Report on Langila (Papua New Guinea) — May 1989
Scientific Event Alert Network Bulletin, vol. 14, no. 5 (May 1989)
Managing Editor: Lindsay McClelland.
Langila (Papua New Guinea) Ash emission and glow
Please cite this report as:
Global Volcanism Program, 1989. Report on Langila (Papua New Guinea) (McClelland, L., ed.). Scientific Event Alert Network Bulletin, 14:5. Smithsonian Institution. https://doi.org/10.5479/si.GVP.SEAN198905-252010.
Papua New Guinea
5.525°S, 148.42°E; summit elev. 1330 m
All times are local (unless otherwise noted)
"The slightly stronger activity . . . continued through May. Moderate grey emissions were released from Crater 2 throughout the month, accompanied by occasional weak rumbling noises. One loud explosion was heard on the 30th. Weak red glows from this crater were seen 23, 29, and 30 May, and incandescent lava fragments were ejected above the summit on the 30th. Occasional, thin, white-grey emissions were observed from Crater 3 on 1-4, 7-8, 16, 19-20, 24, and 29-31 May, more frequently than normal."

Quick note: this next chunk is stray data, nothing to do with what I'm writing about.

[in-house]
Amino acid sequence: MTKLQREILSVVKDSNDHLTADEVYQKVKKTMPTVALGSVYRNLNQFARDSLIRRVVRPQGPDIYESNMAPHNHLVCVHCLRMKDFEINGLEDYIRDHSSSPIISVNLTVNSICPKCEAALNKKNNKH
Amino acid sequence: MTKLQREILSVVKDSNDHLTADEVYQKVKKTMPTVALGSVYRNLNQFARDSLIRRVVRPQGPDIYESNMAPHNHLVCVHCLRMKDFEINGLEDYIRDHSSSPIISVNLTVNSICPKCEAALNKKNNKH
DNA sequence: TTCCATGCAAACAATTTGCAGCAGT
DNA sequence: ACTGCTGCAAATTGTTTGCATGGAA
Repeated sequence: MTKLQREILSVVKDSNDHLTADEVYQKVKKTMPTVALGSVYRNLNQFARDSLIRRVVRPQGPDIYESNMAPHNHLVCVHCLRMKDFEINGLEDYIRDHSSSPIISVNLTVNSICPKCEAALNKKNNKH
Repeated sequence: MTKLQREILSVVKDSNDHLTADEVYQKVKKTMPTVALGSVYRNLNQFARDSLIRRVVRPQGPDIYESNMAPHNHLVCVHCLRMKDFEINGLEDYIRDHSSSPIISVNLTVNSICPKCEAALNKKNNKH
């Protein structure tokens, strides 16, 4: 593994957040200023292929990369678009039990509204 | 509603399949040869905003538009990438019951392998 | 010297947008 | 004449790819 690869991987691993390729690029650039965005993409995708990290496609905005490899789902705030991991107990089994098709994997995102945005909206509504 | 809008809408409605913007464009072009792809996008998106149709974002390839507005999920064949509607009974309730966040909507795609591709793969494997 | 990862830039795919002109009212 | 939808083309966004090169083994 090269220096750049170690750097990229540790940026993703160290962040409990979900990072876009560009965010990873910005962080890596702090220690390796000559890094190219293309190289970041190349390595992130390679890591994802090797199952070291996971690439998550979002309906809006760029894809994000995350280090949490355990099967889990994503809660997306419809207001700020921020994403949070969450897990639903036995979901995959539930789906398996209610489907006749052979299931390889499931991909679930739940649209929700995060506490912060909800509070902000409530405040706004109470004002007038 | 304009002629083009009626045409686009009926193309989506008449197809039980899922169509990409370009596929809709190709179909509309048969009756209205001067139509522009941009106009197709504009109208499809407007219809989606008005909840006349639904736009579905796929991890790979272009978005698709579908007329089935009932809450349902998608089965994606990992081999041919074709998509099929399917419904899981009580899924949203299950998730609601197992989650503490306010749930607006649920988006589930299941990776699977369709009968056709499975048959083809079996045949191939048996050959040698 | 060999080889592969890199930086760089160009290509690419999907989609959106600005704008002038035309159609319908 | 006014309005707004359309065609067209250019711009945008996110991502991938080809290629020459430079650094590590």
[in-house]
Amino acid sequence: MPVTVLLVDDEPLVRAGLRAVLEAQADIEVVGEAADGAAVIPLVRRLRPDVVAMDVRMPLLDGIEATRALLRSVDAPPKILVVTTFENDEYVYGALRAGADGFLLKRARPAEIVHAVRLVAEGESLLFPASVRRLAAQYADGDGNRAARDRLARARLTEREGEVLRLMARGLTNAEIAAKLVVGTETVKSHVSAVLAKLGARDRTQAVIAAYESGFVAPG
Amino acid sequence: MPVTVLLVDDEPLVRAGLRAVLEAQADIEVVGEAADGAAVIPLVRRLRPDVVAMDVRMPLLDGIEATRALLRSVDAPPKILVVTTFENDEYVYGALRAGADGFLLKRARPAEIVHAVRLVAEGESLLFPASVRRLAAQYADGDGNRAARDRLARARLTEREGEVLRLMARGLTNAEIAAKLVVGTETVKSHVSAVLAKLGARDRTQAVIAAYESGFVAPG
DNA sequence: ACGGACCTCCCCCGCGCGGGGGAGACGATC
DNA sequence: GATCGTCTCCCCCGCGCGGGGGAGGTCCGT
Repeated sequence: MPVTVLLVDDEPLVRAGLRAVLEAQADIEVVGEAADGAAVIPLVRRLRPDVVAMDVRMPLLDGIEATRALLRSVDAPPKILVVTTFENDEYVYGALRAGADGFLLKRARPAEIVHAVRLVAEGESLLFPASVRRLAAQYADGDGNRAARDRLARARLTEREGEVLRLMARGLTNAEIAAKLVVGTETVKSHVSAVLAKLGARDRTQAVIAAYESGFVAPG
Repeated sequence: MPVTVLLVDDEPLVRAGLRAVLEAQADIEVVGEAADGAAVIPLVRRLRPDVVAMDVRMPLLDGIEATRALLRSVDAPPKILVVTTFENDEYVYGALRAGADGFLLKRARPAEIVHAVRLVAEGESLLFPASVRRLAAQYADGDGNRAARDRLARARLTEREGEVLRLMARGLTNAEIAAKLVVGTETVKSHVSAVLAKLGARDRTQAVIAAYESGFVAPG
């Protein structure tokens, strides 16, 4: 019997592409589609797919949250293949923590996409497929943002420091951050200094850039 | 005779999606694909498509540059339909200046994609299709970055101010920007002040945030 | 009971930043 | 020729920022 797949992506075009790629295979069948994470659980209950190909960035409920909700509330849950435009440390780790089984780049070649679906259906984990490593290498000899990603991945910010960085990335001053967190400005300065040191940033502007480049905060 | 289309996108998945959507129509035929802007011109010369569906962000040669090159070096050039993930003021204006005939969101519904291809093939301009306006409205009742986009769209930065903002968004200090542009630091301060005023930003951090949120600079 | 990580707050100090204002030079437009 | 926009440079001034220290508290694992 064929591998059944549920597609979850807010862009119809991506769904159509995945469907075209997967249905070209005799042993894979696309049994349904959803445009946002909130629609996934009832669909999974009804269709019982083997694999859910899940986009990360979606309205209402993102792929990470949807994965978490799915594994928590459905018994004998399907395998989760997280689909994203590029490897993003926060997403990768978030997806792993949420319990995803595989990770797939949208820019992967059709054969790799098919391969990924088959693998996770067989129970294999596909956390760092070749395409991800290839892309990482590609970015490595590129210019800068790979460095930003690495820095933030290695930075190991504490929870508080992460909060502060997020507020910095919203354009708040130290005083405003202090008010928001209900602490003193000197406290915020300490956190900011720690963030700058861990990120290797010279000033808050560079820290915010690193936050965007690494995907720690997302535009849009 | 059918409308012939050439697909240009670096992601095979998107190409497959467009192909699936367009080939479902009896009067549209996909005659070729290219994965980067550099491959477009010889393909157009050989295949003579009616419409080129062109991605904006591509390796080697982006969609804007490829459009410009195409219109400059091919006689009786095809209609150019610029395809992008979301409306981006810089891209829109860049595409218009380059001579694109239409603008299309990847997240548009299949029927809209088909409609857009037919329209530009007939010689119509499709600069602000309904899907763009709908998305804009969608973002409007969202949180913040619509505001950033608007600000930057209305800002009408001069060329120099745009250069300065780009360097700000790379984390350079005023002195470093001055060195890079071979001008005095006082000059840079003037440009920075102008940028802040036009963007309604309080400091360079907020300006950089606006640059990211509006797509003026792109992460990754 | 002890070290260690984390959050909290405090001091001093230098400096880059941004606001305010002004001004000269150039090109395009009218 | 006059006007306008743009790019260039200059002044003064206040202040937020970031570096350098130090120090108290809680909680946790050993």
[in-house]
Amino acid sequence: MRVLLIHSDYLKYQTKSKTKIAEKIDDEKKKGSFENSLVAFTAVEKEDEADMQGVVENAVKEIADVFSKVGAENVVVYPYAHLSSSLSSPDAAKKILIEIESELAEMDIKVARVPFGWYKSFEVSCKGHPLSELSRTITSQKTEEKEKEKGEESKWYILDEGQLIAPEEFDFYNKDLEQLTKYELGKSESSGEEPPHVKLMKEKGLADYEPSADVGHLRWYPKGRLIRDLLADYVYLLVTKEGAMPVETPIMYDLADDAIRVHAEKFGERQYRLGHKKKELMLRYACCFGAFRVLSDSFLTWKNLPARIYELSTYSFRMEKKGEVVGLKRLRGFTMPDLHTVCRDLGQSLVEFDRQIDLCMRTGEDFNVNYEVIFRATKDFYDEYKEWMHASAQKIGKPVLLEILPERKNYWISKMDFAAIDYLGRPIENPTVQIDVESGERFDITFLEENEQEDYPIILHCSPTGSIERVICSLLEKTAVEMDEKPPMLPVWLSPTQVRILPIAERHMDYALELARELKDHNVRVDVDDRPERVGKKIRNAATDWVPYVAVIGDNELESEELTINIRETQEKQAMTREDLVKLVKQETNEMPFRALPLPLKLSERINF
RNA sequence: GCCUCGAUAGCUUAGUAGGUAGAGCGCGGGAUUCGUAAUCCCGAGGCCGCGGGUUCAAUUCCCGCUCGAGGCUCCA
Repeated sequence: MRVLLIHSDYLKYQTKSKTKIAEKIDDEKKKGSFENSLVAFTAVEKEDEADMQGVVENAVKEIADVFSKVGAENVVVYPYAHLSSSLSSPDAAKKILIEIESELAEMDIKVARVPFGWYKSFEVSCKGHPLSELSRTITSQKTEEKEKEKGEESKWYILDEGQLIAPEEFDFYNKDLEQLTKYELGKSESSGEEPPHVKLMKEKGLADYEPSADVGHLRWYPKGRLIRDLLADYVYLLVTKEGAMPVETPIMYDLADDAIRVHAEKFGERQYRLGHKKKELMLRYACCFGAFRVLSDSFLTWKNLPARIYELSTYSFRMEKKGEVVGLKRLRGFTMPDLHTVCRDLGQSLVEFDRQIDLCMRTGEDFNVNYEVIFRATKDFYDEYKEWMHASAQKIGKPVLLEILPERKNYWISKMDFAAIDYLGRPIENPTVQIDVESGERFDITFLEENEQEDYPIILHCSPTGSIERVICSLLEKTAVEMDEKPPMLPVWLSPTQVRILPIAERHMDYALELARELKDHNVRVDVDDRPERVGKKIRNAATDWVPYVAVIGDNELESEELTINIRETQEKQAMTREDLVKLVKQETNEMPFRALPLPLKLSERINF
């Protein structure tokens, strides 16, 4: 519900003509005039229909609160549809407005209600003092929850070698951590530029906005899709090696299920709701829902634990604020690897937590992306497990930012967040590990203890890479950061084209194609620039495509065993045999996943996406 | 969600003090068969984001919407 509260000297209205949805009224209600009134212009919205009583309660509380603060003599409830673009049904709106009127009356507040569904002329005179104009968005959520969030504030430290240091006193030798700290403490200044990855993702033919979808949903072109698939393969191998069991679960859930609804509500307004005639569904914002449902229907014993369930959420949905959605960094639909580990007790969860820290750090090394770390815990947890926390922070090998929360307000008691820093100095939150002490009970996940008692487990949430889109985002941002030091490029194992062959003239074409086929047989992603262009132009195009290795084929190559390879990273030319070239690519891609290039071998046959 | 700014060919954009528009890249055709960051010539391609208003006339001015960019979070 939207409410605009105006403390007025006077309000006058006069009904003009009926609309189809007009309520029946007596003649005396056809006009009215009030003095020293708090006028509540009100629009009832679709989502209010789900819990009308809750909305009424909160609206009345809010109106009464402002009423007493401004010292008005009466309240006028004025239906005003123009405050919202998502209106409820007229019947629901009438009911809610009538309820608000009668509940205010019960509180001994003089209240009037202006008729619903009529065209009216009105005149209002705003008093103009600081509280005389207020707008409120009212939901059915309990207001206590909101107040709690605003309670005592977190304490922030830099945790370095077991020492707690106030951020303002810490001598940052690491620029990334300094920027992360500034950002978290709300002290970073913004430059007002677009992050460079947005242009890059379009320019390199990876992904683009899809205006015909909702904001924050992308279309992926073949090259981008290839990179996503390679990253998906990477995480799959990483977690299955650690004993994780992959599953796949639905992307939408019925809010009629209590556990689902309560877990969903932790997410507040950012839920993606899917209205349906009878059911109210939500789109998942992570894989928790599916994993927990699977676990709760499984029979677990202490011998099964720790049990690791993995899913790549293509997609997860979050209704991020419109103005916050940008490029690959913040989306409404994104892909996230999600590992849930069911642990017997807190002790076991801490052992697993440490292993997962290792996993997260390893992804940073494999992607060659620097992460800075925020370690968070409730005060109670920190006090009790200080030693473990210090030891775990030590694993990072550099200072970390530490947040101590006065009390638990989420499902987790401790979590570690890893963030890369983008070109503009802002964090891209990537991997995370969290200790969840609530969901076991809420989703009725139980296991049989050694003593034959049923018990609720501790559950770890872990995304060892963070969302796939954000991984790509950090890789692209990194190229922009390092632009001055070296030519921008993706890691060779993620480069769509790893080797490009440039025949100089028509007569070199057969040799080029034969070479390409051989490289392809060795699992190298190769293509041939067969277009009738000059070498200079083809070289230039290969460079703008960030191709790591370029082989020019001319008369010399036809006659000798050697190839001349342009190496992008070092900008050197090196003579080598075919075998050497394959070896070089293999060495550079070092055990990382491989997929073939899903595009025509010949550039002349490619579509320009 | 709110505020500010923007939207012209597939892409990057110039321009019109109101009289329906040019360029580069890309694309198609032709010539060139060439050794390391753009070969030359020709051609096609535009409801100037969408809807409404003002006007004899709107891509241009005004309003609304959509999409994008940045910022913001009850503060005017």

Geologic Background. Langila, one of the most active volcanoes of New Britain, consists of a group of four small overlapping composite basaltic-andesitic cones on the lower E flank of the extinct Talawe volcano in the Cape Gloucester area of NW New Britain. A rectangular, 2.5-km-long crater is breached widely to the SE; Langila was constructed NE of the breached crater of Talawe. An extensive lava field reaches the coast on the N and NE sides of Langila. Frequent mild-to-moderate explosive eruptions, sometimes accompanied by lava flows, have been recorded since the 19th century from three active craters at the summit. The youngest and smallest crater (no. 3 crater) was formed in 1960 and has a diameter of 150 m.
Information Contacts: H. Patia and C. McKee, RVO.